Google has officially revealed its intention to establish a Google Cloud region in South Africa, its first in the continent.
It follows a pledge made by Google's CEO Sundar Pichai last year to invest $1 billion in Africa over the next five years.
Google confirmed that South Africa will be joining its global network of 35 cloud regions and 106 zones worldwide.
Citing research from AlphaBeta Economics for Google Cloud, Google says that the investment in a South Africa cloud region will provide more than $2.1 billion worth of GDP for South Africa while creating more than 40,000 jobs by the end of the decade.
“We are excited to announce the first Google Cloud region in Africa. The new region will allow for the localization of applications and services," said Google Cloud Africa director Niral Patel.
Google is playing catch-up with other cloud providers, Amazon Web Services (AWS) and Microsoft Azure, with both players entering the continent in the last few years.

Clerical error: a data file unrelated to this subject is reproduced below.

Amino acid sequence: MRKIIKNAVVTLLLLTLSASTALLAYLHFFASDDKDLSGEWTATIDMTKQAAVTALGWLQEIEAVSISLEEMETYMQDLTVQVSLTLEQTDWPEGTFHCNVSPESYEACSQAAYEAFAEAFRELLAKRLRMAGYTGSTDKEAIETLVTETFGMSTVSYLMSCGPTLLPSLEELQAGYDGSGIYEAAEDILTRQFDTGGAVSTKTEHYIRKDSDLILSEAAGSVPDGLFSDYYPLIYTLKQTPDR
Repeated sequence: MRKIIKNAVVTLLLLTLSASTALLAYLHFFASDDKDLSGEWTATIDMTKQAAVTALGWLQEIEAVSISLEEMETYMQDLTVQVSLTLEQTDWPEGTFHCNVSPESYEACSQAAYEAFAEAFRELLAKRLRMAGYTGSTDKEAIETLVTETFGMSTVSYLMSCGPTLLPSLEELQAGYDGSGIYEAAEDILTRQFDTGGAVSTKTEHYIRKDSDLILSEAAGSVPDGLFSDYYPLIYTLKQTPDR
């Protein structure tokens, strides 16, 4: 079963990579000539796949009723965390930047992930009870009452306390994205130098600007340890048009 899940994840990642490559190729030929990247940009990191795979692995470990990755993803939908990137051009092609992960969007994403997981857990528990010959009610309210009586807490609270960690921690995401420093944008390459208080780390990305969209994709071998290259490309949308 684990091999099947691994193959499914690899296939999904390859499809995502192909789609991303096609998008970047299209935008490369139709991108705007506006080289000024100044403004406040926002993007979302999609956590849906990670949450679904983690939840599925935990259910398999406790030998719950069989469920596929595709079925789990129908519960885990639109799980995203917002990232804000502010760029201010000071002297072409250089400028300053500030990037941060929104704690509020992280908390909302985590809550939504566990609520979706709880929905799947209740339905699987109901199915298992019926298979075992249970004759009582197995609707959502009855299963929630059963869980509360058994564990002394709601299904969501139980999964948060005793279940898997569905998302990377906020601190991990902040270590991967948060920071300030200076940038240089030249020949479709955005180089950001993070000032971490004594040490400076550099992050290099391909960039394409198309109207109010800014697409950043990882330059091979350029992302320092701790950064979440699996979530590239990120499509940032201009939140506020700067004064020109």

Microsoft opened two Azure regions in South Africa in 2019, in Johannesburg and Cape Town, although the latter was closed in 2021.
Meanwhile, AWS opened its cloud region in the country in April 2020, launching in Cape Town.
Google recently launched its $1bn Equiano subsea cable which connects Western Europe to South Africa, with the cable landing in Cape Town in August.
The cable, which has nine branching points, was initially announced in 2019 and is one of Google's largest submarine Internet cables according to Submarine Networks.
It runs along the western coast of Africa from Portugal and landed in Melkbosstrand, just north of Cape Town on August 8. Equiano is one of Google's six privately-owned cable systems either live or in development and the 19th subsea cable that the conglomerate has invested in overall.
Google forecasts that Equiano will lead to the creation of 1.6 million jobs, per a report commissioned by Google. The report also predicts that the cable will lead to data prices dropping between 16 and 21 percent in the region.